It also works with "this app can break". It seems to occur because Notepad thinks the file is a UTF-16 string. As it interprets it as multibyte Unicode (2 bytes per character), you get 8 characters.

It’s been reported that it works for any strings with the same length and where the spaces are in the same place. I tried the trick with "nnnn nnn nnn nnnnn" and it worked; so did "woah bob eat grass". Though for some reason, "woah cow eat grass" did not work. 

Blog Update

Just to let you know, there will probably be a big software update (hopefully tonight) on this blog as I upload the last two weeks worth of development work.

  • There may be possible downtime.
  • The URL to the RSS feed will change from rdf.php to xml.php. I’ll leave a HTTP redirect at the old URL. If your feed client doesn’t support redirects, you may be screwed.
  • The format of the feed will change from RSS 1.0 to Atom 1.0. If your client does not support Atom 1.0, you may again be screwed.
  • There will now be 10 entries in the feed rather than 5.
  • There may be errors and/or strange looking pages across the whole of as there are tons of templates and the chances are I’ll miss something whilst merging the codebases.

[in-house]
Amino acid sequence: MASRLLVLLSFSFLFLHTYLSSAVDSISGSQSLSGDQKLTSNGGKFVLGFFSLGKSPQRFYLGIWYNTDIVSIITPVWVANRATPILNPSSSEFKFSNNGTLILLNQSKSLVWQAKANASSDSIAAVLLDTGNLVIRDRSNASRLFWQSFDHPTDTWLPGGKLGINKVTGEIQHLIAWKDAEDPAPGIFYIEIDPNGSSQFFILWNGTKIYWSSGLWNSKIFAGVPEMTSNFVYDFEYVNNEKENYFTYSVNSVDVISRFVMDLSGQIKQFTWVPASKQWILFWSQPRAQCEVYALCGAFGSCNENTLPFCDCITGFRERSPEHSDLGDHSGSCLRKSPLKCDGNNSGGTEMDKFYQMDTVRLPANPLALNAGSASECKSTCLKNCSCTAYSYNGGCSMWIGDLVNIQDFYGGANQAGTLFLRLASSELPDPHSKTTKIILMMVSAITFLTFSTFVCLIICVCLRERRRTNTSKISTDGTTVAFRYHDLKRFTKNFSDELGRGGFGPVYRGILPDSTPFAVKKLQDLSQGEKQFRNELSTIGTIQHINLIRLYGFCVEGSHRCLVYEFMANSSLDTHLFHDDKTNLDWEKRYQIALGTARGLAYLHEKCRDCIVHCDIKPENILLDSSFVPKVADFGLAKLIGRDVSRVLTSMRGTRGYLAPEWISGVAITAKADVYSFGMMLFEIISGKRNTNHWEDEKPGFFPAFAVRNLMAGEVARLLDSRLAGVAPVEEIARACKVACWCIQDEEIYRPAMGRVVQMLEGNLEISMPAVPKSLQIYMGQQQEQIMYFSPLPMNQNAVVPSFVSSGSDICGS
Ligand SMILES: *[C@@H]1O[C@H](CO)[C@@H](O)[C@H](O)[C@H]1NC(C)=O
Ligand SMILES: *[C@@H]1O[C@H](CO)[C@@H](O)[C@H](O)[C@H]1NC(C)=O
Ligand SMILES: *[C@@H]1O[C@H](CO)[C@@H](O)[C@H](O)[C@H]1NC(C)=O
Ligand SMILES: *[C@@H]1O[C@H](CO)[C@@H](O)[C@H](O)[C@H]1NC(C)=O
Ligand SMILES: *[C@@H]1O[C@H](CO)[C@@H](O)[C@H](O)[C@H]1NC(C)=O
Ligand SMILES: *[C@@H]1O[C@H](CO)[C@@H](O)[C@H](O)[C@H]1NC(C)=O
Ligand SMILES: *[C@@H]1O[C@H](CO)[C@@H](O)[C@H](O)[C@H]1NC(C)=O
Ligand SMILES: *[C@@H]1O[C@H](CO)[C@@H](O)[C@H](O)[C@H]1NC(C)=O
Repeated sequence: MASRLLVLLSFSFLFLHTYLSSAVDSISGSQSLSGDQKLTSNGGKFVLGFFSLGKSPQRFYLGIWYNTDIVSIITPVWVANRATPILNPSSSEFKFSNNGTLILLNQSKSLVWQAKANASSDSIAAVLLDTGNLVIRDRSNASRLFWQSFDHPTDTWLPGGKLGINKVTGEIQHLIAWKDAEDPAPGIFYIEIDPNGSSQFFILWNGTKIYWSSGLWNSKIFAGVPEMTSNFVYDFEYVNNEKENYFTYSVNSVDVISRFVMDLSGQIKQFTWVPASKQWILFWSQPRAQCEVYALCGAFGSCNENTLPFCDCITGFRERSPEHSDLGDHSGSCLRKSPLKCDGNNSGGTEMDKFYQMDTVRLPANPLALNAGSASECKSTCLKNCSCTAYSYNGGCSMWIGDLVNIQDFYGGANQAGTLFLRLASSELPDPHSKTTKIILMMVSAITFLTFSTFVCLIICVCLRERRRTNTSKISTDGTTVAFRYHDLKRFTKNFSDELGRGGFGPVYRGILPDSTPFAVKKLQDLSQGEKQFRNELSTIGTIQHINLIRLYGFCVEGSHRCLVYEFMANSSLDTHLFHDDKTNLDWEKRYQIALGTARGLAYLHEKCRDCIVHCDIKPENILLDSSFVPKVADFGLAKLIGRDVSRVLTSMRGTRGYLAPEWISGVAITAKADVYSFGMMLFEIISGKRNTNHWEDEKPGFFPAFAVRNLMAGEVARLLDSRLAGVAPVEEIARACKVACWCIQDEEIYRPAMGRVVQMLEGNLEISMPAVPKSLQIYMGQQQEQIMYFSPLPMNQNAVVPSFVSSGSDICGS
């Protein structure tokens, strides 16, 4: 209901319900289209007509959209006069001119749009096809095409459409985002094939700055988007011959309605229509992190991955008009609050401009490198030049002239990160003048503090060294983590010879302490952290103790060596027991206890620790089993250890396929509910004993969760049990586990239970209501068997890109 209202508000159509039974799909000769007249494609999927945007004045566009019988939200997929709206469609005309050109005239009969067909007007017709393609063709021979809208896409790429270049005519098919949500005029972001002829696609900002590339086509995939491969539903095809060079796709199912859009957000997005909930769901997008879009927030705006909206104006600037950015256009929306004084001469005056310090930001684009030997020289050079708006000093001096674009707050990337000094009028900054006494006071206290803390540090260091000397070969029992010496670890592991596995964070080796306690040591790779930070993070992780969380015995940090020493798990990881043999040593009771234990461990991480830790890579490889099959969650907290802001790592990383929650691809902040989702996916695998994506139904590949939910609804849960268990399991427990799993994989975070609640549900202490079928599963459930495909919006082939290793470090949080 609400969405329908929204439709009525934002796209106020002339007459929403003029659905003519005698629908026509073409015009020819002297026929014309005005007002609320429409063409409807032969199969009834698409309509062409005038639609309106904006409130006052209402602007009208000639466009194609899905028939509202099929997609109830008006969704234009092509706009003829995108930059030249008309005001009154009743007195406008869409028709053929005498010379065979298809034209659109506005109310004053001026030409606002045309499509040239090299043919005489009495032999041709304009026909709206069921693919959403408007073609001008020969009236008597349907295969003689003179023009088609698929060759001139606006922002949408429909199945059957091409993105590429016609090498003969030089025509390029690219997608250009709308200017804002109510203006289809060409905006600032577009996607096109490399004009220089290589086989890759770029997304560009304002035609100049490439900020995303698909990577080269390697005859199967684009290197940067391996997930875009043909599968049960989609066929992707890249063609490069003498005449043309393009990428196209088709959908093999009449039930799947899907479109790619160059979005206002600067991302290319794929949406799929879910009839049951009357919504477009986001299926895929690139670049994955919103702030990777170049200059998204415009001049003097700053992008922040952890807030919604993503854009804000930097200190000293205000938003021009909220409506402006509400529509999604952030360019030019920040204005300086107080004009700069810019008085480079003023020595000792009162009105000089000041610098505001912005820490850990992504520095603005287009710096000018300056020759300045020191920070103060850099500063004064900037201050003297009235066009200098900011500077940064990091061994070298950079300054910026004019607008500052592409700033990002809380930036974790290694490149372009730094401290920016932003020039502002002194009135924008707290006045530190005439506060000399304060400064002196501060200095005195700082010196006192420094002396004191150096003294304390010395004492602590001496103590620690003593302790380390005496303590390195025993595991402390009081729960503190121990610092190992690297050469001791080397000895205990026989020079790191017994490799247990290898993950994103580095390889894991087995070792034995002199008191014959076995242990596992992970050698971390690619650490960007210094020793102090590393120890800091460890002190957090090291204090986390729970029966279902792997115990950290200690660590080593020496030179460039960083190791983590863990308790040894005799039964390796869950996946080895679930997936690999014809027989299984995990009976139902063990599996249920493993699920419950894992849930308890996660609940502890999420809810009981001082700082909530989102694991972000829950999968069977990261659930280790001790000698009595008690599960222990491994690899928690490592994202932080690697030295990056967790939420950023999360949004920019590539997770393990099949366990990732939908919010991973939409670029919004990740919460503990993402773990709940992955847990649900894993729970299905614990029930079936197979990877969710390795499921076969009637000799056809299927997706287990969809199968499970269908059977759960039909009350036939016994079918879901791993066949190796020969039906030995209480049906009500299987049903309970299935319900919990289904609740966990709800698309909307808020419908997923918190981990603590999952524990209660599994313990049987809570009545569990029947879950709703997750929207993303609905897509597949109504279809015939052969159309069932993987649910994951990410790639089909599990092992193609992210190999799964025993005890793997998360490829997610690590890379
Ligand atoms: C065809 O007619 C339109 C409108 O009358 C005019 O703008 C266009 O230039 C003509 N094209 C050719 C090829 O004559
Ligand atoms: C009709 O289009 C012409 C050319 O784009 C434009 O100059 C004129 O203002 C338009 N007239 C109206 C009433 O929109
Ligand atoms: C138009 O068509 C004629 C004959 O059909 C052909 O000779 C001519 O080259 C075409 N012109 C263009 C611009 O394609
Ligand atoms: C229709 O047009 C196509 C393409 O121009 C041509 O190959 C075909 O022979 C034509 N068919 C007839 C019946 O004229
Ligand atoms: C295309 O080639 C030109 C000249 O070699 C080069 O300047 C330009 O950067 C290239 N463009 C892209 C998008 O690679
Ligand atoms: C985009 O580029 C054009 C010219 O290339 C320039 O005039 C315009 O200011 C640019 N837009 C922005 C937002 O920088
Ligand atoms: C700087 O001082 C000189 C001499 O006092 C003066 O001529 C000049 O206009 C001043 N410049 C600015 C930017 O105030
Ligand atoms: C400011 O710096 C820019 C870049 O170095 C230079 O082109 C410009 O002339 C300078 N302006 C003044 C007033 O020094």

This update will bring the codebase up to date and will have some of the improvements described here.

I’m looking at a public alpha of the software in the next few months. 

Foxytunes 2.0

Most of you have probably heard of Foxytunes before – it’s a Firefox extension which allows you to control your media player from within Firefox. I used it for a few days a long time ago but I got rid of it as I have a multimedia keyboard with buttons to change tracks and I didn’t find it particularly useful.

Jed Brown has some screenshots from Foxytunes 2.0 and describes some of the new features. There’s a auto-hide feature saving you space on the toolbars, it shows your album covers and it’s dead easy to use Foxytunes to find lyrics, images and information on the current song your listening to.